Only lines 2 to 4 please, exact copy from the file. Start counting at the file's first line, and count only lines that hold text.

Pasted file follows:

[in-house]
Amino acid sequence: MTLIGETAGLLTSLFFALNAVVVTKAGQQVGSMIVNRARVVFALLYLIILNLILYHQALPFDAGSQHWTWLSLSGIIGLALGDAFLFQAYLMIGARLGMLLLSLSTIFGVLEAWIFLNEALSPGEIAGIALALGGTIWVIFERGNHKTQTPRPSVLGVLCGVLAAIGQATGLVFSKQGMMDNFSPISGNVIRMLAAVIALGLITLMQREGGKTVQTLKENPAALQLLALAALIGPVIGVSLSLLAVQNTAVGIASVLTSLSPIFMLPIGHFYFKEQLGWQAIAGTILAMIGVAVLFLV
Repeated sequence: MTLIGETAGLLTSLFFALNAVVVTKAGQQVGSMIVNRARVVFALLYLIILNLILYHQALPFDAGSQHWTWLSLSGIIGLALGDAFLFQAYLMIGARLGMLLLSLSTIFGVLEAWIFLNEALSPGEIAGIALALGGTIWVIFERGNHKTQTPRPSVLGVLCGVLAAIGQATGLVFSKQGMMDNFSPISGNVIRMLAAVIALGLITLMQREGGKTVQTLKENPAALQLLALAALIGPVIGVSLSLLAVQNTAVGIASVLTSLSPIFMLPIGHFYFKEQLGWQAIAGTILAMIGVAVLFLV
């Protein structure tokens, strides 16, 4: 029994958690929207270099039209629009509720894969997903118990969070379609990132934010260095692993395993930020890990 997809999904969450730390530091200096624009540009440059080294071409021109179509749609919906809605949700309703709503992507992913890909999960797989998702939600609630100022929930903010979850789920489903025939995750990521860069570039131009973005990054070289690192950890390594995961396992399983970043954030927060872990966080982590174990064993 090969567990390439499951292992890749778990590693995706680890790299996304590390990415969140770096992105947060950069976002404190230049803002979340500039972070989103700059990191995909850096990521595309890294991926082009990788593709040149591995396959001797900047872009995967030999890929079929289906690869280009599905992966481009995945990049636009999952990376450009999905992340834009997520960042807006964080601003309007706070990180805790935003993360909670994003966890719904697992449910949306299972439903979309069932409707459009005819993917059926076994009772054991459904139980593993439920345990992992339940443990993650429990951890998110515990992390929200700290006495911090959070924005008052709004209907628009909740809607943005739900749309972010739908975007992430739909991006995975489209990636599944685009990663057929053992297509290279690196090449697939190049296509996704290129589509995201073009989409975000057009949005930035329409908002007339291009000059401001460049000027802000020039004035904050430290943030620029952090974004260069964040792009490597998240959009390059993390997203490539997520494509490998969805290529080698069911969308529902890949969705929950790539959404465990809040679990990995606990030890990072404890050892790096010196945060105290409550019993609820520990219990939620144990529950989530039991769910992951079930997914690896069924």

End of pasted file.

Amino acid sequence: MTLIGETAGLLTSLFFALNAVVVTKAGQQVGSMIVNRARVVFALLYLIILNLILYHQALPFDAGSQHWTWLSLSGIIGLALGDAFLFQAYLMIGARLGMLLLSLSTIFGVLEAWIFLNEALSPGEIAGIALALGGTIWVIFERGNHKTQTPRPSVLGVLCGVLAAIGQATGLVFSKQGMMDNFSPISGNVIRMLAAVIALGLITLMQREGGKTVQTLKENPAALQLLALAALIGPVIGVSLSLLAVQNTAVGIASVLTSLSPIFMLPIGHFYFKEQLGWQAIAGTILAMIGVAVLFLV
Repeated sequence: MTLIGETAGLLTSLFFALNAVVVTKAGQQVGSMIVNRARVVFALLYLIILNLILYHQALPFDAGSQHWTWLSLSGIIGLALGDAFLFQAYLMIGARLGMLLLSLSTIFGVLEAWIFLNEALSPGEIAGIALALGGTIWVIFERGNHKTQTPRPSVLGVLCGVLAAIGQATGLVFSKQGMMDNFSPISGNVIRMLAAVIALGLITLMQREGGKTVQTLKENPAALQLLALAALIGPVIGVSLSLLAVQNTAVGIASVLTSLSPIFMLPIGHFYFKEQLGWQAIAGTILAMIGVAVLFLV
């Protein structure tokens, strides 16, 4: 029994958690929207270099039209629009509720894969997903118990969070379609990132934010260095692993395993930020890990 997809999904969450730390530091200096624009540009440059080294071409021109179509749609919906809605949700309703709503992507992913890909999960797989998702939600609630100022929930903010979850789920489903025939995750990521860069570039131009973005990054070289690192950890390594995961396992399983970043954030927060872990966080982590174990064993 090969567990390439499951292992890749778990590693995706680890790299996304590390990415969140770096992105947060950069976002404190230049803002979340500039972070989103700059990191995909850096990521595309890294991926082009990788593709040149591995396959001797900047872009995967030999890929079929289906690869280009599905992966481009995945990049636009999952990376450009999905992340834009997520960042807006964080601003309007706070990180805790935003993360909670994003966890719904697992449910949306299972439903979309069932409707459009005819993917059926076994009772054991459904139980593993439920345990992992339940443990993650429990951890998110515990992390929200700290006495911090959070924005008052709004209907628009909740809607943005739900749309972010739908975007992430739909991006995975489209990636599944685009990663057929053992297509290279690196090449697939190049296509996704290129589509995201073009989409975000057009949005930035329409908002007339291009000059401001460049000027802000020039004035904050430290943030620029952090974004260069964040792009490597998240959009390059993390997203490539997520494509490998969805290529080698069911969308529902890949969705929950790539959404465990809040679990990995606990030890990072404890050892790096010196945060105290409550019993609820520990219990939620144990529950989530039991769910992951079930997914690896069924």